We have too many tiny homes already
I have to agree with the recent writer who said that tiny homes should not be built downtown. They aren’t needed.
There are already hundreds of tiny homes in the downtown area, and many of them (if not most) are rental properties. I know, because I once owned one, on Winston Street, and rented it out for about 20 years. It was only 550 square feet.
There are whole streets in the downtown area where most of the houses could be classified as tiny homes by today’s standards. The owner-occupied ones are usually well-maintained, while the rental properties are often derelict and rundown, with unkempt yards used for parking multiple vehicles or as a resting place for unused furniture and other assorted trash. They are eyesores that bring down property values for the entire neighborhood.
The problem is that those derelict properties are owned by absentee landlords who try to squeeze every possible dime of rent from tenants, which causes frequent turnover of occupants. There is no reason why those landlords could not include a lease clause limiting occupancy and requiring that the property be kept clean and well-maintained. But that would require an enforcement effort on their part that they are either too busy or lazy to be bothered with.
If a homeowner invests money into property improvements and upgrades, they are “rewarded” by a higher assessment valuation and increased property taxes. Why couldn’t there be a penalty tax on derelict properties that would encourage owners to keep them maintained?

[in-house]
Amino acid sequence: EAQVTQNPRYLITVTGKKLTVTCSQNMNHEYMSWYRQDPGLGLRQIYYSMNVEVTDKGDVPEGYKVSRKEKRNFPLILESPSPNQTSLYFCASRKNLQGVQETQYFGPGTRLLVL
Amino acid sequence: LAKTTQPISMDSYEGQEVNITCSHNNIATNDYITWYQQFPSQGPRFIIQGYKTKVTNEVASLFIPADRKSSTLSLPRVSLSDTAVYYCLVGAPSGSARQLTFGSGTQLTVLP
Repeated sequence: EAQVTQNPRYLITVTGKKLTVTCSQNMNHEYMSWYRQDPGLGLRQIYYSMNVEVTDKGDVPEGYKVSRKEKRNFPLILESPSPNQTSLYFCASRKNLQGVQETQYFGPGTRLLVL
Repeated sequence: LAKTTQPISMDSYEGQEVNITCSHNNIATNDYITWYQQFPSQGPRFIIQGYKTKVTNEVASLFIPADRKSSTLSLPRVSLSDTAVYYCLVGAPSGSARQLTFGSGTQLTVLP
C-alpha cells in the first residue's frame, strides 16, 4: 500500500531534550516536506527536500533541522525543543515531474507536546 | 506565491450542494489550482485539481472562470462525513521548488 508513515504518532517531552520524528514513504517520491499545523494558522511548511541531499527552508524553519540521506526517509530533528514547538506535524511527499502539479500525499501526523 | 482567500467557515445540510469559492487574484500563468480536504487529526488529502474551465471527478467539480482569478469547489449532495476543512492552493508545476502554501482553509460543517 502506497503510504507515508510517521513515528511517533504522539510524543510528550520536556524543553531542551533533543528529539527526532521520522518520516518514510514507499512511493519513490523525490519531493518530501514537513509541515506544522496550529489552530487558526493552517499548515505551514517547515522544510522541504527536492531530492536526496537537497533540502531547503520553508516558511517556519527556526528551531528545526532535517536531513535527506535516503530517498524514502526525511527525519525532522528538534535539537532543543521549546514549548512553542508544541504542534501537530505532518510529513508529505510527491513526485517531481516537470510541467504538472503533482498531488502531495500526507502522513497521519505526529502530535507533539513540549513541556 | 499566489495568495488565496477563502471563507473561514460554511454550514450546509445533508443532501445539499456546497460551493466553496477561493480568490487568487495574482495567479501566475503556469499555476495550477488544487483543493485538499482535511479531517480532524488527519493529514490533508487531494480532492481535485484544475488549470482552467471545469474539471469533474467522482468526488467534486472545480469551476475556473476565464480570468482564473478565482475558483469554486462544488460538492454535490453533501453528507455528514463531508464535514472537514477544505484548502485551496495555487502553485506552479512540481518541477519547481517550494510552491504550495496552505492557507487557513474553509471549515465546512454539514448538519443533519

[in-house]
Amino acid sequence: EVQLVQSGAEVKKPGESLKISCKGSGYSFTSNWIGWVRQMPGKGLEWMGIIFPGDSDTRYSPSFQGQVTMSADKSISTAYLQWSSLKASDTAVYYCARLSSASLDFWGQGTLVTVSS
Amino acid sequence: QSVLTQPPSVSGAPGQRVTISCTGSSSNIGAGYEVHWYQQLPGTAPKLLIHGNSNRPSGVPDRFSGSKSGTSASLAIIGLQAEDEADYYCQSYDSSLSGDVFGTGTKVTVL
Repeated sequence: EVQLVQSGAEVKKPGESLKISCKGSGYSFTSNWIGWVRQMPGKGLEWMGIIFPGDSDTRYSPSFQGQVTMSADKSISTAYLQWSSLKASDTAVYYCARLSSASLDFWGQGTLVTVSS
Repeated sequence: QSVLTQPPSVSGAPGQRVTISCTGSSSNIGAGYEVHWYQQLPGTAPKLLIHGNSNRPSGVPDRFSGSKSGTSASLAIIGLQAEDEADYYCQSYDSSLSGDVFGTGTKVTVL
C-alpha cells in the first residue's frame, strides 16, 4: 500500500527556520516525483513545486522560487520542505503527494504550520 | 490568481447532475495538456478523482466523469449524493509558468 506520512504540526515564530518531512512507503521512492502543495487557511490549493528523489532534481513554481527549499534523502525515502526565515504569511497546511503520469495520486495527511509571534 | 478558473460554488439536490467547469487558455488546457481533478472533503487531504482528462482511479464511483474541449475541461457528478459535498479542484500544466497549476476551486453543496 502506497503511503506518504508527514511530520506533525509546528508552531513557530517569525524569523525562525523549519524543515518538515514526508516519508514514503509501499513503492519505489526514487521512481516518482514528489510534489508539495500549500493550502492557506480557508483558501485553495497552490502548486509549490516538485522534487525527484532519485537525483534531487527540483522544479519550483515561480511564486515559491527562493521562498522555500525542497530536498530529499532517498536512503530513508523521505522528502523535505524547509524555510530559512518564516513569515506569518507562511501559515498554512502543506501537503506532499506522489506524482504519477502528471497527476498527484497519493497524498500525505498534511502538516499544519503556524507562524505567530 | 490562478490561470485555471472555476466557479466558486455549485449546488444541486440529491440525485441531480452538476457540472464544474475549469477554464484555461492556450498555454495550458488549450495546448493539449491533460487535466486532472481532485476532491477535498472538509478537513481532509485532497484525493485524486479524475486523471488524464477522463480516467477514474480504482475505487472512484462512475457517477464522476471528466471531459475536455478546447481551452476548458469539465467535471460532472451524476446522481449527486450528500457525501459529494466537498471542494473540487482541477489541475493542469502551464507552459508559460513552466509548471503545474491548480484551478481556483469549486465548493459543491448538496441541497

There is apparently no code or zoning enforcement in the city. Developers are allowed to do whatever they want, with no regard for the impact it will have on the surrounding neighborhood.
Recently, on three very tiny lots at the intersection of two narrow residential streets in the downtown area, a developer was allowed to build three duplex townhouse apartments. Apparently no set-back rules were applied, and obviously occupancy density was never considered. It appears that only one parking space was allocated per apartment.
Directly across the street are two duplexes on slightly larger lots. There is no on-street parking, the streets are too narrow, and besides, the entire block is filled with driveway cuts. No city that is genuinely concerned with quality-of-life issues and improvement would have allowed those apartments to be built on those tiny lots.
Large apartment complexes have been allowed to be built on narrow streets in the Five Points area with no regard for the impact on neighborhood traffic.
Take a ride around downtown residential areas and you will observe myriad code and ordinance violations, including an ever-increasing number of commercial vehicles being stored on residential streets, inoperable vehicles and on-street parking that barely leaves enough room for a car to pass. Emergency vehicles surely couldn’t get through. I don’t know what they do about trash pickup.
If Florence truly wants to improve its appearance and the quality of life for downtown residents, it should begin by providing adequate resources to enforce existing codes and ordinances and stop kowtowing to developers looking to make a fast buck.
MICHAEL J. YOUNG